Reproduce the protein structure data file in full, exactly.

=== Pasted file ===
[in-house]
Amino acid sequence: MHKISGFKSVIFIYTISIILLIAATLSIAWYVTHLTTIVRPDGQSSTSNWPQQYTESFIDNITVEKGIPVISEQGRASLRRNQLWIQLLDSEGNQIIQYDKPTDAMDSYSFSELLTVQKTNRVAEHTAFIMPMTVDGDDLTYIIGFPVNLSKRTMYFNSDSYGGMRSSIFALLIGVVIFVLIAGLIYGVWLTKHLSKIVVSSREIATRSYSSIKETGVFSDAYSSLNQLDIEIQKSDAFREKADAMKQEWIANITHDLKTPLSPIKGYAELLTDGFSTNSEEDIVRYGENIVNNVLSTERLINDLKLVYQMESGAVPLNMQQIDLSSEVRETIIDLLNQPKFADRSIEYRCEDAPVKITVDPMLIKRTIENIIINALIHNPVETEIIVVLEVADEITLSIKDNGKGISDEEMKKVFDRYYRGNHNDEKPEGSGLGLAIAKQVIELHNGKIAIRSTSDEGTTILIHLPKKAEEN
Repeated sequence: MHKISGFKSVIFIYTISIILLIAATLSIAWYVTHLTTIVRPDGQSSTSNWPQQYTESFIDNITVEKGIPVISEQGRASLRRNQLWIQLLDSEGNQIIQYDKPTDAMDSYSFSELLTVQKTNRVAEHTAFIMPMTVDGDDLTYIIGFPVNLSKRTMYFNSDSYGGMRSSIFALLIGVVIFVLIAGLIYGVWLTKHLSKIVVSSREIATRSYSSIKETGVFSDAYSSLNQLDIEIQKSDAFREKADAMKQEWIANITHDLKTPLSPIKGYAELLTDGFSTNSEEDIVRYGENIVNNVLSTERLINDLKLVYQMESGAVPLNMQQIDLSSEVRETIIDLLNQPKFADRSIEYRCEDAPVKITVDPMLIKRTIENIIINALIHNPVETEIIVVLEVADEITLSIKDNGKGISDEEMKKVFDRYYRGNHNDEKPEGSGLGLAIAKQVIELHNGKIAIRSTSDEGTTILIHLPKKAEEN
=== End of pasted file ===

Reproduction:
[in-house]
Amino acid sequence: MHKISGFKSVIFIYTISIILLIAATLSIAWYVTHLTTIVRPDGQSSTSNWPQQYTESFIDNITVEKGIPVISEQGRASLRRNQLWIQLLDSEGNQIIQYDKPTDAMDSYSFSELLTVQKTNRVAEHTAFIMPMTVDGDDLTYIIGFPVNLSKRTMYFNSDSYGGMRSSIFALLIGVVIFVLIAGLIYGVWLTKHLSKIVVSSREIATRSYSSIKETGVFSDAYSSLNQLDIEIQKSDAFREKADAMKQEWIANITHDLKTPLSPIKGYAELLTDGFSTNSEEDIVRYGENIVNNVLSTERLINDLKLVYQMESGAVPLNMQQIDLSSEVRETIIDLLNQPKFADRSIEYRCEDAPVKITVDPMLIKRTIENIIINALIHNPVETEIIVVLEVADEITLSIKDNGKGISDEEMKKVFDRYYRGNHNDEKPEGSGLGLAIAKQVIELHNGKIAIRSTSDEGTTILIHLPKKAEEN
Repeated sequence: MHKISGFKSVIFIYTISIILLIAATLSIAWYVTHLTTIVRPDGQSSTSNWPQQYTESFIDNITVEKGIPVISEQGRASLRRNQLWIQLLDSEGNQIIQYDKPTDAMDSYSFSELLTVQKTNRVAEHTAFIMPMTVDGDDLTYIIGFPVNLSKRTMYFNSDSYGGMRSSIFALLIGVVIFVLIAGLIYGVWLTKHLSKIVVSSREIATRSYSSIKETGVFSDAYSSLNQLDIEIQKSDAFREKADAMKQEWIANITHDLKTPLSPIKGYAELLTDGFSTNSEEDIVRYGENIVNNVLSTERLINDLKLVYQMESGAVPLNMQQIDLSSEVRETIIDLLNQPKFADRSIEYRCEDAPVKITVDPMLIKRTIENIIINALIHNPVETEIIVVLEVADEITLSIKDNGKGISDEEMKKVFDRYYRGNHNDEKPEGSGLGLAIAKQVIELHNGKIAIRSTSDEGTTILIHLPKKAEEN